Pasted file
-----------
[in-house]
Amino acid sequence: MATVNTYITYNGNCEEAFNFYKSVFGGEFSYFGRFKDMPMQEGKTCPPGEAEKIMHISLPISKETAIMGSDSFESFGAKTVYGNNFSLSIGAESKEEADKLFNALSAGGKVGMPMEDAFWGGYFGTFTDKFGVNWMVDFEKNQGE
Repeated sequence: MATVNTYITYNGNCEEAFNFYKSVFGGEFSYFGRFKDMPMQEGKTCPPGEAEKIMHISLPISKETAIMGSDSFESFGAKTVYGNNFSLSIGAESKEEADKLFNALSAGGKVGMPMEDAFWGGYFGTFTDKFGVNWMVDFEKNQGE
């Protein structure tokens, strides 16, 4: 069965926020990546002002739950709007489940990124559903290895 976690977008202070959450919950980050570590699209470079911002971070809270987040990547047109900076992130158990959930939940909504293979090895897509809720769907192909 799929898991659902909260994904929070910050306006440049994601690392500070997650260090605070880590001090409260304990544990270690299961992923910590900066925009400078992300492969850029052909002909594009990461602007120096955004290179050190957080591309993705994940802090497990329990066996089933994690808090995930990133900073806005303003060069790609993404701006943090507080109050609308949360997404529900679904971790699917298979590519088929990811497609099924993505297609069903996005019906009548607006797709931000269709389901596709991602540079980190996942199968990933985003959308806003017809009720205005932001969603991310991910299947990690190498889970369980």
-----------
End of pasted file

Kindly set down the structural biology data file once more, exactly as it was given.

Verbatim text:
[in-house]
Amino acid sequence: MATVNTYITYNGNCEEAFNFYKSVFGGEFSYFGRFKDMPMQEGKTCPPGEAEKIMHISLPISKETAIMGSDSFESFGAKTVYGNNFSLSIGAESKEEADKLFNALSAGGKVGMPMEDAFWGGYFGTFTDKFGVNWMVDFEKNQGE
Repeated sequence: MATVNTYITYNGNCEEAFNFYKSVFGGEFSYFGRFKDMPMQEGKTCPPGEAEKIMHISLPISKETAIMGSDSFESFGAKTVYGNNFSLSIGAESKEEADKLFNALSAGGKVGMPMEDAFWGGYFGTFTDKFGVNWMVDFEKNQGE
């Protein structure tokens, strides 16, 4: 069965926020990546002002739950709007489940990124559903290895 976690977008202070959450919950980050570590699209470079911002971070809270987040990547047109900076992130158990959930939940909504293979090895897509809720769907192909 799929898991659902909260994904929070910050306006440049994601690392500070997650260090605070880590001090409260304990544990270690299961992923910590900066925009400078992300492969850029052909002909594009990461602007120096955004290179050190957080591309993705994940802090497990329990066996089933994690808090995930990133900073806005303003060069790609993404701006943090507080109050609308949360997404529900679904971790699917298979590519088929990811497609099924993505297609069903996005019906009548607006797709931000269709389901596709991602540079980190996942199968990933985003959308806003017809009720205005932001969603991310991910299947990690190498889970369980």